|Legal Blog Watch|
Pre-Paid Legal Services Are a Good Bet, but What About Investing in Biglaw?
I was surprised to learn that Prepaid Legal Services comes recommended as a strong investment opportunity at two different stock market advice sites, Motley Fool and Seeking Alpha. I'd always believed that pre-paid services were so limited in scope, basically covering simple routine matters like will drafting or uncontested divorce, that they didn't interest many consumers. Plus, a few months ago, I posted on impending FTC regulations that would significantly restrict some of the multilevel marketing schemes employed by Pre-Paid Legal, thereby reducing sales. Finally, I'd often wondered how Pre-Paid Legal is able to attract enough attorneys to handle cases, given the substantial fee discounts that attorneys must offer for work covered by the plan.
But apparently, I was wrong about many of these issues. A recent article in the National Law Journal reports that many solo and small-firm attorneys are drawn to providing service for pre-paid plans because the stable income outweighs the low rates. And analysts view pre-paid plans as a good investment for other reasons as well. At Seeking Alpha, Alex Shadunsky writes that Pre-Paid Legal has only one competitor (Hyatt Legal), and its target market consists of 100 million households, with only 1.5 million presently subscribing:
I wonder whether the same considerations that make Pre-Paid Legal such an attractive investment opportunity would also apply if bloggers like Larry Ribstein have their way, and large law firms can go public.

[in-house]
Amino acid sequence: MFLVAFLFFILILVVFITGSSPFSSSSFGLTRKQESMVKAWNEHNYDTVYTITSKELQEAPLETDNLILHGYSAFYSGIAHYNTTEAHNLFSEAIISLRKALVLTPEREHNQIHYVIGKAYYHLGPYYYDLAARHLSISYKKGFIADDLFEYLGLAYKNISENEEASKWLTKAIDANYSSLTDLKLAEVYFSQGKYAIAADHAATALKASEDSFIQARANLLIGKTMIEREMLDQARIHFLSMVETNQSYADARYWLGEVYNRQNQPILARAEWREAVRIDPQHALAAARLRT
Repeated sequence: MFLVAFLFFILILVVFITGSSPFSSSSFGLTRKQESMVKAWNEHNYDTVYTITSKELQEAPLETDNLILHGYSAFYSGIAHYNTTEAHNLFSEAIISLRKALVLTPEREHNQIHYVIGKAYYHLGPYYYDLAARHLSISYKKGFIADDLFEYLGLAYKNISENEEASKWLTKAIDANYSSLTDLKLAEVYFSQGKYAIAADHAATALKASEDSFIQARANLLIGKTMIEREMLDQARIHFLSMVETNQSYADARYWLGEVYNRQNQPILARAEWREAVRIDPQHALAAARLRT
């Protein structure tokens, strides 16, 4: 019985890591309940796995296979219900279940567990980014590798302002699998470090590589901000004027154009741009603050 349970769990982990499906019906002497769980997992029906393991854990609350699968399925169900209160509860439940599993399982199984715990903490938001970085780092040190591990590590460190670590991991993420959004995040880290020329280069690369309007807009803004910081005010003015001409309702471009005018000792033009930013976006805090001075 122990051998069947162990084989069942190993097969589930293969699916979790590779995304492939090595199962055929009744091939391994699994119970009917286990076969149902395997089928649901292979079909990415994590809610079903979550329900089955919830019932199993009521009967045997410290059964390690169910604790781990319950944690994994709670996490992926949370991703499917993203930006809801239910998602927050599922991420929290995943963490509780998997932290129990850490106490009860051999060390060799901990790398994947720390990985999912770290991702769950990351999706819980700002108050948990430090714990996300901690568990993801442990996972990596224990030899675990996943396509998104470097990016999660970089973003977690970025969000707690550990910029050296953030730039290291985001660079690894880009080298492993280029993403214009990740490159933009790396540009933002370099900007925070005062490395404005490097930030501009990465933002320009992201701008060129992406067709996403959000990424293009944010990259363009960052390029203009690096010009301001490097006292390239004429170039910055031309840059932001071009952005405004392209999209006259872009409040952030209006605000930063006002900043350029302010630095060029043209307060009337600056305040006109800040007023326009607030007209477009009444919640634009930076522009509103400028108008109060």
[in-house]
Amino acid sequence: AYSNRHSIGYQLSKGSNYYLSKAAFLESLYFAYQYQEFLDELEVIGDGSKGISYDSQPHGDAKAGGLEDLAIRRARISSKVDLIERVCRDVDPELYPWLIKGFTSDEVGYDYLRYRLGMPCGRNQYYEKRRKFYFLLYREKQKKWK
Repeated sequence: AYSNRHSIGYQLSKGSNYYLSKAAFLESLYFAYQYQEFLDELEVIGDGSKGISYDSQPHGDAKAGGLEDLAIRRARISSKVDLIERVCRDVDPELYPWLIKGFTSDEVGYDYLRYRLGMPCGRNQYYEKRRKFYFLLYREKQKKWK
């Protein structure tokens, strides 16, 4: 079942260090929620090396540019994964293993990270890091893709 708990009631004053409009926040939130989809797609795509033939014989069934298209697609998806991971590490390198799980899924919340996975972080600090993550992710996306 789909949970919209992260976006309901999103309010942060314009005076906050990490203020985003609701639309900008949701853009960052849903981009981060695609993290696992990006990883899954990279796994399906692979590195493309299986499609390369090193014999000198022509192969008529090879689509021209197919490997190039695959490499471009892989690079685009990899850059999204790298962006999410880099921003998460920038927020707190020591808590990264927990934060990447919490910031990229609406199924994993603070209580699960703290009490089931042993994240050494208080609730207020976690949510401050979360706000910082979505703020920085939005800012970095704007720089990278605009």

Women Lawyers Opting In
Used to be that once woman lawyers jumped off the career path, like Hansel and Gretel, they never found their way back. But in some small ways, that scenario may be changing, as more and more professional women are choosing to return to work after spending several years out of the work force to raise children. The trend, referred to as "opting in" is described in this New York Times piece by Lisa Belkin entitled After Baby, Boss Comes Calling (5/17/07; hat tip to Denise Howell).
The article reports on many of the resources now available to professional women who seek to return to the work force, such as refresher courses and networking groups that weren't available even as recently as five years ago. Moreover, there's been a sea change in employers' attitudes: With high-skilled talent in demand, firms are actively targeting women who've left the work force for jobs. And even law firms are opting in:
Still, Belkin herself remains skeptical, as do others in the blogosphere. Belkin writes:
Maybe opting in is a real trend, or maybe it's just an exaggeration, based on a handful of anecdotal stories as Belle Lettre suggest. And perhaps there are, as Hurt writes, barriers to re-entry. But at the end of the day, who cares? By highlighting the very possibility of opting in, difficult or limited in scope as it may be, we make women realize that there's a chance for second or third acts if they're willing to work hard enough for them. And that may be enough to inspire a talented woman (maybe even another Sandra Day O'Connor, who also left the work force to raise her children) to return to the law.
Renato Sánchez 3586 of 10